ELAINE: Jerry, look at this closet! Look at this! I’m walking in it! (Elaine walks into the closet.) It’s a walk-in. Can you believe it? I’m nuts about this, what do you think?

(Jerry closes the door, with Elaine still in it.)

JERRY: I like that. (He opens the closet. Elaine walks out with an angry look.) What do you think, George?

GEORGE: It’s your decision.

(Jerry walks around with Elaine walking next to him, copying his every move. Suddenly Jerry stops walking. Elaine is not able to copy this move; they look at each other, laughing.)

JERRY: I’m takin’ it, I’m takin’ the place. I’m gonna take it, this is gonna be my new place. I’m livin’ here...I’m movin’.

ELAINE: (laughing with joy) Your movin’? That means I’m movin’. (She hugs Jerry.) Geeeeee (to George) isn’t that incredible!

GEORGE: (unenthusiastic) Congratulations.


(Jerry and Elaine are there.)

ELAINE: What about the couch?

JERRY: You like the couch? I’ll tell you what I’m gonna do.


JERRY: You’re movin’ in, you’re a good friend, I wanna start you off on the right foot. Give me...a hundred and fifty dollars. (Elaine is shocked, Jerry opens the door to the hall.) Get it outta here right now, take it out the door, I don’t even wanna see it, go, get it out.

ELAINE: A hundred and fifty dollars? A hundred and fifty dollars for what? For this couch?

JERRY: Yeah!

ELAINE: For this couch?!

(Jerry shuts the apartment door.)

JERRY: Okay, you tell me. What is it worth?

ELAINE: Okay, uh, I’ll tell you what. I could go as high as uh... (She takes a closer look at couch.) I don’t know, maybe...twenty dollars?

(Jerry looks at her as if to say, “You can’t be serious.” The apartment buzzer goes off. Jerry speaks over the intercom.)

JERRY: Yeah?

GEORGE: (from the intercom) Yeah, it’s George.

JERRY: Come on up. (Jerry presses the second button and opens the apartment door. He walks back to the couch.) Oh, all right, forget it, I’m gonna take it with me now... (He picks up the cushions.) I’m just gonna pack up the cushions right now...

ELAINE: Okay okay okay okay, you win. Forty dollars.

JERRY: (continuing unphased) You wanna get the other end, ‘cause I wanna get it in the hall.

(He is about to lift up the couch.)

ELAINE: Fifty dollars, okay? Fifty dollars, is that all right?

JERRY: Fifty dollars?

ELAINE: Uh-huh.

JERRY: Thank you very much.

ELAINE: Thank you very much.

(George enters and closes the door.)

GEORGE: Hey, what’s goin’ on?

ELAINE: I just bought Jerry’s couch for fifty dollars.

JERRY: (to George) So did you bring the lease? (George takes the lease from his inside pocket and hands it to Jerry.) All right, gee, three years, that kinda seems like a long time.

GEORGE: (frantic) Oh, Jerry Jerry Jerry Jerry Jerry, listen, if, if you are feeling uncomfortable about this at all, at all. Do not feel like you have to take it.


GEORGE: If you’re having second thoughts, if you didn’t want it, don’t worry about it because uh, you know, I, I...I could take it, you know.

JERRY: You could take it? You want it?

GEORGE: No, I don’t want it. I want it, if you don’t want it.

JERRY: So you do want it.

GEORGE: No I, I want it if you don’t want it.

JERRY: You just said you wanted it!

GEORGE: No, I’m saying, if a situation arose in which you didn’t want it, I might take it.

(Jerry picks up the lease and hands it to George.)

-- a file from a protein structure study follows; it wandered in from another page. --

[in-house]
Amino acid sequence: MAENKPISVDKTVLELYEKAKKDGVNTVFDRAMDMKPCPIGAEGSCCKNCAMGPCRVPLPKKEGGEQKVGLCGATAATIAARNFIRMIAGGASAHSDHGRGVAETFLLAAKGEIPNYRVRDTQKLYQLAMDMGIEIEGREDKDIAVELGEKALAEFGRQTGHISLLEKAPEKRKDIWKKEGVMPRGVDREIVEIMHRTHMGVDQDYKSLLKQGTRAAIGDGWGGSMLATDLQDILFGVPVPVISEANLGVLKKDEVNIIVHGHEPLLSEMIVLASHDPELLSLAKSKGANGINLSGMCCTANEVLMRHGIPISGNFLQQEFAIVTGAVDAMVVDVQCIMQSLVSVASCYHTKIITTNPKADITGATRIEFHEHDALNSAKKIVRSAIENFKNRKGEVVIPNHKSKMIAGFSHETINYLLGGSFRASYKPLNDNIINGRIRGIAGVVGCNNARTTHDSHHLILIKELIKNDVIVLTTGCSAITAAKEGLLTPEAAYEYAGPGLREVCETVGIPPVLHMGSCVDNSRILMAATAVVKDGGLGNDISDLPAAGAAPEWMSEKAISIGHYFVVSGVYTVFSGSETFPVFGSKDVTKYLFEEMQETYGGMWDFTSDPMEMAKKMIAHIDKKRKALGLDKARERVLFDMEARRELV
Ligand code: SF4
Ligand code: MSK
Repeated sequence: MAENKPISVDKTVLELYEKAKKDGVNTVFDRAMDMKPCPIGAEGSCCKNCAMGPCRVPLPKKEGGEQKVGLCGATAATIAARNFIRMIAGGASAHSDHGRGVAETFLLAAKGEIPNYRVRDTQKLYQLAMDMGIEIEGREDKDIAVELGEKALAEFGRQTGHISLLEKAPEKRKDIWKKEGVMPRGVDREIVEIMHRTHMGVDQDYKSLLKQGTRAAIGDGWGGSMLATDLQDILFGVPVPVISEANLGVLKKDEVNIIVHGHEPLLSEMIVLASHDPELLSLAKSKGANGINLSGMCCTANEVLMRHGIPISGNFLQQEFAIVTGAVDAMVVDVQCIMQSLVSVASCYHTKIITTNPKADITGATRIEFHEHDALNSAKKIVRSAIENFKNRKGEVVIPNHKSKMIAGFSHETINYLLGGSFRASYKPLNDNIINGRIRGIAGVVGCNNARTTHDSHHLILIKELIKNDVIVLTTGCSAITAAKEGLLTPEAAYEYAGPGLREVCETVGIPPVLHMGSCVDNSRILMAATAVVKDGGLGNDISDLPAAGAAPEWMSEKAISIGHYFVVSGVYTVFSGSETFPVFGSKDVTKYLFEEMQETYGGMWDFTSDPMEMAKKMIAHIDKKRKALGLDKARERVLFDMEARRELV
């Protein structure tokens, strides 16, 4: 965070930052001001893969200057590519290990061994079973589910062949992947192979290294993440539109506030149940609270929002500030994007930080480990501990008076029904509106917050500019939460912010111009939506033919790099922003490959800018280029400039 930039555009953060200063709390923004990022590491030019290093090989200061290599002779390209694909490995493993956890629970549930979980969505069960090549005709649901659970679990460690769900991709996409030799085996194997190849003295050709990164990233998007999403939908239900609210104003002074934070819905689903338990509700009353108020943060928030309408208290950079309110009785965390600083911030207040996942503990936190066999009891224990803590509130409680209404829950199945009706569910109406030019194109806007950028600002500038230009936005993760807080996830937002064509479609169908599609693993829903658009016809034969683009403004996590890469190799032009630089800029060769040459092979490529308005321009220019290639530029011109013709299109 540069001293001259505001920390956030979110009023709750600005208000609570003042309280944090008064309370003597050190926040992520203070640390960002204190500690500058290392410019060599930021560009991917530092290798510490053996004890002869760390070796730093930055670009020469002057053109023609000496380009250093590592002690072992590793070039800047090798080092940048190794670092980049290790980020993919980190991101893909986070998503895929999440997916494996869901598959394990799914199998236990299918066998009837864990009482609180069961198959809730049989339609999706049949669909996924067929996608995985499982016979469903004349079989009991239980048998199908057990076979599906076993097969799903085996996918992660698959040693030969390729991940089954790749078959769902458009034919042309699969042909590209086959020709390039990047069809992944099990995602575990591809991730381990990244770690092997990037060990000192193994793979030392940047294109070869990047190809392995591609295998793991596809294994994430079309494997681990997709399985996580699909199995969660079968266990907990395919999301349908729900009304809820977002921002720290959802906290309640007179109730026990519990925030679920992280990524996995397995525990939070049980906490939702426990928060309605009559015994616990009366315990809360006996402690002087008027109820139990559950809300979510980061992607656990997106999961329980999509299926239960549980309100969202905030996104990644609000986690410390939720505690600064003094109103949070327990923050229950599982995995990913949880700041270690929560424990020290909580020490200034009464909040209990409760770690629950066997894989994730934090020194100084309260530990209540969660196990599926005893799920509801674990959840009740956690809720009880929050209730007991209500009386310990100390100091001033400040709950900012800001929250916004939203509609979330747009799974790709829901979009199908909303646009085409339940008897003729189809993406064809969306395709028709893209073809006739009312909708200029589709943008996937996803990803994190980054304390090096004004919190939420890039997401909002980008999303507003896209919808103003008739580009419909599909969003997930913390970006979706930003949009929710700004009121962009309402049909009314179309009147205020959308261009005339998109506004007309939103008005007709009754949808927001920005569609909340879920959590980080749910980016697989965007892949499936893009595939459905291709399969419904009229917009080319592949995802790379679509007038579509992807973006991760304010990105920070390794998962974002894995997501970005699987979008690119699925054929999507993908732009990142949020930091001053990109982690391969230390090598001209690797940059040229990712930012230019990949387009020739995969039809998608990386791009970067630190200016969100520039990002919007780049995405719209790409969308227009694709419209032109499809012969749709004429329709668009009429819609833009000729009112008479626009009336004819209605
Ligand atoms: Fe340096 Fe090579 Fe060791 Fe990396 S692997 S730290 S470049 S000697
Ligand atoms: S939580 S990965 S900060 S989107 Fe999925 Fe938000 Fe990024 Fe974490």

JERRY: So take it.

GEORGE: How can I take it?

JERRY: How can I take it?

GEORGE: It’s your apartment!

JERRY: How can I want it now, if you want it?

ELAINE: Excuse me, uh, I don’t mean to cause any trouble here, but George, if you take it, can I take your place?

GEORGE: Yes, but I am not taking it.

JERRY: not taking it.

(He drops the lease demonstratively on his line.)

ELAINE: Well, one of you better damn well take it!

JERRY: Well, whaddaya wanna do here?

GEORGE: I, I don’t know.

JERRY: Do you wanna flip a coin?

GEORGE: Who flips? You’ll flip, I’ll call.

JERRY: Okay, fine. (Jerry takes a coin from his pocket.) This is the official flip. No crying, no guilt, winner takes all and that’s it. Agreed?

GEORGE: I’m good.

ELAINE: I don’t know, who to root for, George’s place has carpeting.

(George "shushes" Elaine)

JERRY: All right, now you call it in the air.

GEORGE: No catchin’.

JERRY: No no.

GEORGE: Flip it.

(Jerry flips the coin.)

GEORGE: Heads!

(The coin hits the table. It falls on the floor. They all look intently at the coin.)

JERRY: Tails!

GEORGE: No, it hit the table, it hit the table.

JERRY: So what?

GEORGE: Interference! You can’t count that! Come on, are you crazy?! The coin cannot touch anything, it affects it.

JERRY: You didn’t call no interference!

GEORGE: You don’t have to call that! That’s a rule!

JERRY: I don’t believe this.

GEORGE: Oh oh oh, all right, fine, Jerry, you win. Take it, just take it!

JERRY: I don’t wanna win it like this! Elaine, what do you think?

ELAINE: I’d better not.

JERRY: Well, I’ll tell you what. I’ll choose you for it. Straight choose, three takes it, no disputes...that’s it, you gotta win three.

GEORGE: Okay. (They walk around each other.) OK. I’ll choose you. Whaddaya want?

JERRY: Odds.

GEORGE: I want evens.

JERRY: Good.

GEORGE: You got odds.

JERRY: You got evens.

GEORGE: Right, ready?

JERRY: For the apartment.

(They take their choose positions.)

BOTH: Once, twice, three, shoot!

JERRY: Mine!

BOTH: Once, twice, three, shoot!

JERRY: Mine!

(George walks to the table to take a break. They resume their positions.)

BOTH: Once, twice, three, shoot!


BOTH: Once, twice, three, shoot!

(Jerry wins. Elaine starts measuring up Jerry’s couch.)

GEORGE: Congratulations...congratulations.

JERRY: Thanks.

GEORGE: I'm just gonna...wash. (George walks to the bathroom; screaming) WHY DID I PUT UP TWO? WHY DID I PUT UP TWO?